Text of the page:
Friday, July 19, 2013

Kabuki Week

Well, this week in banking news ought to go down in the annals of U.S. banking history as Kabuki week... a highly-stylized drama with elaborate make-up worn by its performers.

First, Senator Elizabeth Warren (D-Massachusetts) came out and proclaimed herself a stalwart champion of community banks in an article, appropriately titled, Elizabeth Warren, Champion of Small Banks.  Yes, this is the same Elizabeth Warren who's ideas spawned the Consumer Financial Protection Bureau (CFPB).  The federal agency that is the source of much of today's (and tomorrow's) new regulatory burden for the community banks she so loves and cherishes.

Consumer protection is an important public policy priority, but in the hands of an unaccountable agency with a single head and boundless financial resources, it can become the nanny of all nannies when it comes to layering on burden and compliance obligations for community banks.

The second piece of Kabuki theater came from the Financial Services Roundtable and the American Bankers Association.  Both are squawking about the new interagency leverage ratio proposal for the eight largest U.S. banks.  They claim that the new leverage requirements would put U.S. banks at a significant competitive disadvantage and threaten our economic expansion by adversely affecting the level and cost of credit.

To the first issue, competitive disadvantage, I invoke the concept of American Exceptionalism.  Americans are leaders, not followers.  When the policy leadership is about a stronger, more resilient global banking system, through the mechanism of a stronger U.S. banking system, that's a good thing.  Americans have never thought that keeping company with the lowest-common denominators was a virtuous American value.  Plus fortress-like balance sheets, in our present risk-on/risk-off anxiety-ridden funding markets, ought to be a competitive advantage, not a disadvantage.  

Regarding the level and cost of credit issues, let's start with the level of credit.  Don't underestimate the new lending opportunities that will now accrue to the regional banks and the other 7,500 banks in the United States because leverage requirements are being raised on eight U.S. mega-banks.  In the old days of double and triple the number of commercial banks that we have now, the United States had a highly developed bank correspondent network for syndicating and participating loans so that the largest corporate customers could be adequately served.  Securitization has changed the nature of that business in a big way over time, but the bones of the old system are still there.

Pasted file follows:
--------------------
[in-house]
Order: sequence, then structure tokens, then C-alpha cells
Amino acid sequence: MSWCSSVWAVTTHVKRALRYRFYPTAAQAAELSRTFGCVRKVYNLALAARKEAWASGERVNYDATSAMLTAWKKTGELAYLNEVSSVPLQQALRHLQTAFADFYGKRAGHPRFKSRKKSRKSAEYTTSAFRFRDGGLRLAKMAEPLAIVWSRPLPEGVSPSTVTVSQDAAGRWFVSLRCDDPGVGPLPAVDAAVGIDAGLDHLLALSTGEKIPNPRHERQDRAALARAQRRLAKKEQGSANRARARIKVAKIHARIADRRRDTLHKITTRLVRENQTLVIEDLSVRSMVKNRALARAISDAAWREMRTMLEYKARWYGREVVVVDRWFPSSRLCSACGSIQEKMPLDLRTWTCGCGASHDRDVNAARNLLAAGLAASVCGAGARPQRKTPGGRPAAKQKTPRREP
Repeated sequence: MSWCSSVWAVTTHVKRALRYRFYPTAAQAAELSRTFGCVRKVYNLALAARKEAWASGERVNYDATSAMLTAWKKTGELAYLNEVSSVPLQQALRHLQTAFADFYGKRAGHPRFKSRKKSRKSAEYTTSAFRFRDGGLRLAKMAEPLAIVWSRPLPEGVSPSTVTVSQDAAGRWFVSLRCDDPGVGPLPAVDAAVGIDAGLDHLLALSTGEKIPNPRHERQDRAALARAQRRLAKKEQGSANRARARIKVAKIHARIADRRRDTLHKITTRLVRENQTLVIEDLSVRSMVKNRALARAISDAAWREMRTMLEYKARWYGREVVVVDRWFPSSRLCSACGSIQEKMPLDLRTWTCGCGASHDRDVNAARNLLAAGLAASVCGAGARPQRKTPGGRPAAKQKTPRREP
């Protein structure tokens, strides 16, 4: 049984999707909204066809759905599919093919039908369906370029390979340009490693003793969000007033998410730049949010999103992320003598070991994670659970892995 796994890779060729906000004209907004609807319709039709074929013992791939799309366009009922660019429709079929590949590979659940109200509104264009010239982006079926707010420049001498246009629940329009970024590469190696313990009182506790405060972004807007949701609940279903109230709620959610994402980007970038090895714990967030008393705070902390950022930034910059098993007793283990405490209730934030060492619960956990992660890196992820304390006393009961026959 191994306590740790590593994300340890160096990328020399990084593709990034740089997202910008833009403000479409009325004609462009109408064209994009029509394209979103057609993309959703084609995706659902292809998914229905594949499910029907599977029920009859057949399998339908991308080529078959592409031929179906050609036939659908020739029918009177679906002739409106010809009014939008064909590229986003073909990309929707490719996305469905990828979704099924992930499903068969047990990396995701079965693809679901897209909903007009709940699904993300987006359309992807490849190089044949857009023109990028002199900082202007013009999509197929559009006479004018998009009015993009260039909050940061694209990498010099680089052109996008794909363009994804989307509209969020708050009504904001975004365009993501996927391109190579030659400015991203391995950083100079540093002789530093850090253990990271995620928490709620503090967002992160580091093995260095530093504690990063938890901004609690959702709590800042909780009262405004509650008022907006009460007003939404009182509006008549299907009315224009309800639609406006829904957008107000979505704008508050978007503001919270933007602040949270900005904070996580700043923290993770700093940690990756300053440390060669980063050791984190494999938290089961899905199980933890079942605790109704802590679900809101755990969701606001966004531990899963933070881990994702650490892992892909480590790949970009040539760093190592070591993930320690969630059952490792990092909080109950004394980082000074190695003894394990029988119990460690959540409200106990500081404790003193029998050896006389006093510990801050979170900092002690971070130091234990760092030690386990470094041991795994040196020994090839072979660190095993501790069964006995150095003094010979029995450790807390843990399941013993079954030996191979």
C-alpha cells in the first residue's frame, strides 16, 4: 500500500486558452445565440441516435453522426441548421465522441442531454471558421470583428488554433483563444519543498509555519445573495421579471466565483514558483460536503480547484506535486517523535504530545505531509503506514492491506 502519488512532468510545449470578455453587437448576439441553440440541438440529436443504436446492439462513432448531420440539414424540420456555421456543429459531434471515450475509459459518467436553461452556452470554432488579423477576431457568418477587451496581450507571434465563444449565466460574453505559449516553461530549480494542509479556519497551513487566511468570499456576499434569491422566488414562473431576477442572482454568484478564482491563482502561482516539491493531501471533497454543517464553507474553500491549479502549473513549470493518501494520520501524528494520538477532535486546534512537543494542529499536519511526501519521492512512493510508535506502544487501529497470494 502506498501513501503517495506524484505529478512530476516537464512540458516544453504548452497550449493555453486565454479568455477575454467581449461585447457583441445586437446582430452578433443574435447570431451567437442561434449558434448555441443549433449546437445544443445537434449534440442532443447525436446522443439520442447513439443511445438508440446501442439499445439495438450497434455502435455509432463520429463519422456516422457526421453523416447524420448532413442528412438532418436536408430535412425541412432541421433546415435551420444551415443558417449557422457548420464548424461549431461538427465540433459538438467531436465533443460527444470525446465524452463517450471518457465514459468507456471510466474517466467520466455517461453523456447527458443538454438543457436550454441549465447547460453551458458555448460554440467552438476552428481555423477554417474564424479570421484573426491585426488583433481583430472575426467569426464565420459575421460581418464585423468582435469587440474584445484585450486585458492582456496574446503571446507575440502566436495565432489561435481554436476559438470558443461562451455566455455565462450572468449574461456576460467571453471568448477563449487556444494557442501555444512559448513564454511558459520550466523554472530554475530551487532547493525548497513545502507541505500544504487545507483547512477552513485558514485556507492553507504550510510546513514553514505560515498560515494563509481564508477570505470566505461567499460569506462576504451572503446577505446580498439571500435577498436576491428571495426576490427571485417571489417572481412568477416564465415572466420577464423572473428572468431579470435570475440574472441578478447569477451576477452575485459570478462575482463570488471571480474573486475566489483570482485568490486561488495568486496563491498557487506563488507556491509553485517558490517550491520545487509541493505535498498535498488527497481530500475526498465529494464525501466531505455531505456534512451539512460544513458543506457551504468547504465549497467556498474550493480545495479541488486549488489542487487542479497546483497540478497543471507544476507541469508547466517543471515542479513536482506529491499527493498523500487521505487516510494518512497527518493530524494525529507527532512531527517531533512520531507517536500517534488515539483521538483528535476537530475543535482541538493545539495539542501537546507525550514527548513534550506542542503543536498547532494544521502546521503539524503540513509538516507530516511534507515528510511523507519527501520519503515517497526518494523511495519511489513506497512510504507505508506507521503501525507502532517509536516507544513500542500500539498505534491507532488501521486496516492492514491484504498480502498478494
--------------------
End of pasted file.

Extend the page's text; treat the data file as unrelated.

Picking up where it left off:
As to the cost of credit, the large bank trade groups are probably exactly right.  With the eight largest banks accounting for more than half of the market share in the United States, credit spreads (above the cost of funds) are likely to rise nationwide.  Most economists specializing in market structure and competition would agree that a small group of market participants with a majority share of any given market are, in their parlance, "price leaders" and not "price-takers".  The structural credit spreads above the cost of dollar funding will likely increase to compensate for higher common equity capital requirements.

The Wall Street Journal "prime" base rate, at 3.25% today, is about 3% above the target federal funds rate of .25%.  Any increase might be constrained to some degree, however, by the banks in the next tier of the marketplace, the large regional banks (though some will be free-riders), and potentially lower funding costs owing to stronger mega-bank balance sheets.

Those higher credit costs will be paid by you and me, either directly through the consumer or mortgage loan process, or in the form of higher product prices generally as the higher costs of corporate credit works its way into the national economy.

Maybe also in bank fees, but, in my opinion, the jury is out.  Our glorious news media seems to have over-sensitized retail bank customers to bank fees (overdraft fees, for example) in the same manner that they have over-sensitized consumers to changes in gasoline prices.  A 5 cent increase in the cost of gasoline amounts to only $1 for the driver of a car with a 20-gallon fuel tank, but people will patronize the gas station across town if the price for a gallon of gasoline is a couple of cents cheaper over there.  Go figure.  The same may be presently true for retail banking services.

Higher credit costs are a difficult, but necessary public policy choice.  Would you pay a little extra for the things around you in exchange for a safer and sounder banking system?  Those who saw the values of their homes drop like boulders in the Great Recession... who also saw the value of their retirement savings evaporate or be subject to miniscule rates of return.... and who may have also lost their jobs in the process, would probably say yes.

Higher nationwide credit spreads could also be a very nice back-door market subsidy to community banks that have been valiantly battling net interest margin compression for the last few years.  A banking market-wide structural increase in credit spreads could spell a bit of sorely needed relief.  

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